Sunday, July 21, 2013


When I was at the store buying groceries which included a bottle of wine, the cashier asked to check my driving license.  I don't flatter myself that I'm being carded because I look under-age but it always makes me smile.  The cashier, who couldn't have been more than seventeen or eighteen herself, looked at my card, then at me...back at the card, at me again...and blurted out,

"Whoa, you look good for your age!" 

Her eyes widened with horror as she realized that she'd said something potentially offensive and she slapped her hand against her mouth to shut herself up.  I laughed aloud at her obvious train of thought.

"God, I'm real sorry, " she said, "I didn't mean it like that..."

"It's okay, I know you didn't," I reassured her.

"I meant it as a compliment!"

"No worries, I know you did..."

"I'm real sorry, ma'am.  OMG, my mom would kill someone if they said that to her."

"I took it as a compliment," I said, "Now, put it out of your mind."

 "Are you British?" was the follow-up, and I was pleased to change the subject.

But I thought about it in the car on the way home, how difficult we find it to say, "You look good," without adding "for your age."  And I remembered a similar occasion, perhaps ten years ago.

I was in Sally's Beauty Supply.  I had a fierce summer cold which had kept me in bed for several days and which had given me itchy, bloodshot eyes; a swollen, beet-colored nose; dry, cracked lips; and a cold sore the size of India.  The grey roots of my hair had needed attention for ages and displayed over an inch of old-age for the world to see.  In an effort to raise my spirits, I'd decided, probably foolishly, that I would shampoo a red rinse through my lifeless rats-tails.

There was a line at the cashier counter because the young female "associate" hadn't mastered the till yet and was totally frazzled.  I reckon she was maybe sixteen years-old.  When she came to serve me, she took my Clairol Hair Color (auburn) and said,

"You got a Sally's card?"

You know, I probably did possess such a card but with a bunch of disgruntled frogs scratching at my throat, I didn't feel like talking so I just shook my head.  And then came the infamous, never-to-be-forgotten line:

"Do you want the discount?"

What discount?  Hadn't she just offered me a discount with the Sally's card?  Was there another discount on the actual product?  I shrugged at the teenager and said gruffly, "What discount?"  I knew my words were almost unintelligible so I turned to the lady behind me to see if she were any the wiser.  She wore a sympathetic expression but was biting her upper lip in an effort not to laugh.  She put her hand on my arm as she turned to the assistant.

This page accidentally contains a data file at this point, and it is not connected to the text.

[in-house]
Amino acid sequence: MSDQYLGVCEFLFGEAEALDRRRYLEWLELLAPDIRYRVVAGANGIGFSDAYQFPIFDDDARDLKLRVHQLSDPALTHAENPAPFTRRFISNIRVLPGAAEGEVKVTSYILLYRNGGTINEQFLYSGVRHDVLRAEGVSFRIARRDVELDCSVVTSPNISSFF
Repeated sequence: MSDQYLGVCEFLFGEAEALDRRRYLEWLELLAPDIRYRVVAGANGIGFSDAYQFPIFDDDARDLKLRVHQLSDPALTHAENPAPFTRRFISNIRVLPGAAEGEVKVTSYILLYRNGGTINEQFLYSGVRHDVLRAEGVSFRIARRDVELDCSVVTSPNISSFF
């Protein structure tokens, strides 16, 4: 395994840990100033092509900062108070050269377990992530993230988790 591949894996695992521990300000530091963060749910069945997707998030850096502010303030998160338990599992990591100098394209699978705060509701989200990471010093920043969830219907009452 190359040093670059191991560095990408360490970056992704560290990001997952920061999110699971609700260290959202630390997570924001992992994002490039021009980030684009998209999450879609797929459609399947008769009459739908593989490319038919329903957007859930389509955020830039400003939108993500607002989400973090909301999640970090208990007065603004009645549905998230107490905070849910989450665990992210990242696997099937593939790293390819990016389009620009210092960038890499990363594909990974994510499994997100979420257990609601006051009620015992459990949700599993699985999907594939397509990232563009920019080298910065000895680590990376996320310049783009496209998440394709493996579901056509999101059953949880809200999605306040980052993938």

"Sweetie, never ask a woman if she wants the discount.  If she wants it, she'll ask for it."

"What discount?" I repeated to the friendly woman in the queue.

"Well, um," she smiled kindly, "she asked if you wanted the senior discount."

"The senior old do you have to be to get the senior discount?"

Still suppressing a laugh, she shook her head.  "Sorry, honey, but you have to be fifty-five."  

My head was so fuggy, I could hardly take in the fact that this teenage assistant thought I looked like a senior citizen when I was only forty-five, but it was clear that the youngster was not really aware that she'd said anything wrong.  She carried on with the business at hand.  Me, I went back to bed for two full days.

When I consider it now, I'm struck but how unimportant age is, how it's only significant if you believe it to be; or, at least, (if you disregard the accompanying aches and pains) how it's simply a matter of perspective.  Earlier this year, my delightful, beloved ex-husband, John, was tremendously excited about his upcoming birthday because, at age sixty-two, he was finally going to be allowed into Barton Springs pool for $1.  On his birthday, he went to Barton Springs, proudly announced through the glass at the pool kiosk, " the senior citizen rate, please," and the young man on duty didn't look up, never questioned him, didn't even register his existence.  He didn't care one way or the other.  John was rather disappointed there wasn't anyone to acknowledge how old he was; or more specifically, how good he looked for his age.

So perhaps it's better to be who you are with no concern for your actual age.  Better not to worry about what anyone else thinks; now there's a thought!  People will always see you differently from the way you see yourself, if they see you at all.  "What other people think of you is none of your business!" the adage goes.  All that counts is how you feel about yourself.  Also, as demonstrated by the boy at the pool, no one really cares anyway.  And as long as you get the discount if you want it, why should you care?

1 comment:

  1. Love this post. This is the first time I've heard the old adage "What other people think of you is none of your business" -- but I plan to keep it in mind from now on! Re: age -- I'm often twenty-something in my mind, when I'm able to ignore all those aches and pains in my body...